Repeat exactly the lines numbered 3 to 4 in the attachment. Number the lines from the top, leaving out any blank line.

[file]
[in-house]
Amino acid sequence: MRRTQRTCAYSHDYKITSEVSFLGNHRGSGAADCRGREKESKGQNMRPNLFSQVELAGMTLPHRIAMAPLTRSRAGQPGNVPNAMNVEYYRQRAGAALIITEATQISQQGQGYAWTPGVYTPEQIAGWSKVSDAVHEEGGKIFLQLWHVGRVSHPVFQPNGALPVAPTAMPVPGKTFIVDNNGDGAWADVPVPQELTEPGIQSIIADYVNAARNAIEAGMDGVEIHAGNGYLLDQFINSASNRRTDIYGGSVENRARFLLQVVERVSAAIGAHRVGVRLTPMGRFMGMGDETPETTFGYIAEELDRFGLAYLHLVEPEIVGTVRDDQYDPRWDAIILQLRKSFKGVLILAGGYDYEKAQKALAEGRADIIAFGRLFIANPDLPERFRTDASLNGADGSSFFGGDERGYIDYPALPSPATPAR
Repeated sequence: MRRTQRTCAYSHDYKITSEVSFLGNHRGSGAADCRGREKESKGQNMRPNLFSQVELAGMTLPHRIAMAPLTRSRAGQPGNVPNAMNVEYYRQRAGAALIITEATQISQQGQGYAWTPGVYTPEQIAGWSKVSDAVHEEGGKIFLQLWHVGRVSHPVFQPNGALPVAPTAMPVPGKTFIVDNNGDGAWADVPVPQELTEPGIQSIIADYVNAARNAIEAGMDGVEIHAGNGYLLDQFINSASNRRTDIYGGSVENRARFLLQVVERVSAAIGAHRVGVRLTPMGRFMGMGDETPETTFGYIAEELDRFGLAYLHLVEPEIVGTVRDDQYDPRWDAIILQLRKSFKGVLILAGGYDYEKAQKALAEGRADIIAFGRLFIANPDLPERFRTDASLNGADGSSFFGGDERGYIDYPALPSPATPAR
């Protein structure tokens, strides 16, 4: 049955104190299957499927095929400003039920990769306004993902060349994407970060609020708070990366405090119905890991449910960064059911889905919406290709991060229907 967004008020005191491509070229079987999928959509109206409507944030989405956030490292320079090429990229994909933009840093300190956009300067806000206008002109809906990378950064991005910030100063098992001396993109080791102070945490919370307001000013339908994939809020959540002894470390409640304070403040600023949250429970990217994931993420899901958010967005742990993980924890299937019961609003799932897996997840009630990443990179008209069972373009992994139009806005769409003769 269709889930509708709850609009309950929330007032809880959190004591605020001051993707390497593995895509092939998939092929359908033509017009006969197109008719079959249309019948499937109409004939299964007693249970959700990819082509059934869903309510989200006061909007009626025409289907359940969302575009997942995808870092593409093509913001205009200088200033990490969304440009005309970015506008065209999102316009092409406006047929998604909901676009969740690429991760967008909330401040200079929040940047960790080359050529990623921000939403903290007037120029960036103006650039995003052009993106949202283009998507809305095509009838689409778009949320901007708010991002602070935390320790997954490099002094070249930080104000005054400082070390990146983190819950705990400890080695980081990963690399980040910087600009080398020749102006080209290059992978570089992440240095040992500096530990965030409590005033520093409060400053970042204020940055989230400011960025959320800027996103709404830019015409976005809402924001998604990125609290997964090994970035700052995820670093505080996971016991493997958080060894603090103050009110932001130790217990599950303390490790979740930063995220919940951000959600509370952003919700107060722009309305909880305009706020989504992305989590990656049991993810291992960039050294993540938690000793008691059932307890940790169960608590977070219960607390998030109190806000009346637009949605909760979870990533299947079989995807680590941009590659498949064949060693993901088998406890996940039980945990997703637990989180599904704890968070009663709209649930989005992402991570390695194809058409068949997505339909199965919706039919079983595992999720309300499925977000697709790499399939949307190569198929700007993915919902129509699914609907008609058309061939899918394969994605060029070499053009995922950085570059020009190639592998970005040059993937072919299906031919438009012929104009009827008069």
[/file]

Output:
Repeated sequence: MRRTQRTCAYSHDYKITSEVSFLGNHRGSGAADCRGREKESKGQNMRPNLFSQVELAGMTLPHRIAMAPLTRSRAGQPGNVPNAMNVEYYRQRAGAALIITEATQISQQGQGYAWTPGVYTPEQIAGWSKVSDAVHEEGGKIFLQLWHVGRVSHPVFQPNGALPVAPTAMPVPGKTFIVDNNGDGAWADVPVPQELTEPGIQSIIADYVNAARNAIEAGMDGVEIHAGNGYLLDQFINSASNRRTDIYGGSVENRARFLLQVVERVSAAIGAHRVGVRLTPMGRFMGMGDETPETTFGYIAEELDRFGLAYLHLVEPEIVGTVRDDQYDPRWDAIILQLRKSFKGVLILAGGYDYEKAQKALAEGRADIIAFGRLFIANPDLPERFRTDASLNGADGSSFFGGDERGYIDYPALPSPATPAR
């Protein structure tokens, strides 16, 4: 049955104190299957499927095929400003039920990769306004993902060349994407970060609020708070990366405090119905890991449910960064059911889905919406290709991060229907 967004008020005191491509070229079987999928959509109206409507944030989405956030490292320079090429990229994909933009840093300190956009300067806000206008002109809906990378950064991005910030100063098992001396993109080791102070945490919370307001000013339908994939809020959540002894470390409640304070403040600023949250429970990217994931993420899901958010967005742990993980924890299937019961609003799932897996997840009630990443990179008209069972373009992994139009806005769409003769 269709889930509708709850609009309950929330007032809880959190004591605020001051993707390497593995895509092939998939092929359908033509017009006969197109008719079959249309019948499937109409004939299964007693249970959700990819082509059934869903309510989200006061909007009626025409289907359940969302575009997942995808870092593409093509913001205009200088200033990490969304440009005309970015506008065209999102316009092409406006047929998604909901676009969740690429991760967008909330401040200079929040940047960790080359050529990623921000939403903290007037120029960036103006650039995003052009993106949202283009998507809305095509009838689409778009949320901007708010991002602070935390320790997954490099002094070249930080104000005054400082070390990146983190819950705990400890080695980081990963690399980040910087600009080398020749102006080209290059992978570089992440240095040992500096530990965030409590005033520093409060400053970042204020940055989230400011960025959320800027996103709404830019015409976005809402924001998604990125609290997964090994970035700052995820670093505080996971016991493997958080060894603090103050009110932001130790217990599950303390490790979740930063995220919940951000959600509370952003919700107060722009309305909880305009706020989504992305989590990656049991993810291992960039050294993540938690000793008691059932307890940790169960608590977070219960607390998030109190806000009346637009949605909760979870990533299947079989995807680590941009590659498949064949060693993901088998406890996940039980945990997703637990989180599904704890968070009663709209649930989005992402991570390695194809058409068949997505339909199965919706039919079983595992999720309300499925977000697709790499399939949307190569198929700007993915919902129509699914609907008609058309061939899918394969994605060029070499053009995922950085570059020009190639592998970005040059993937072919299906031919438009012929104009009827008069």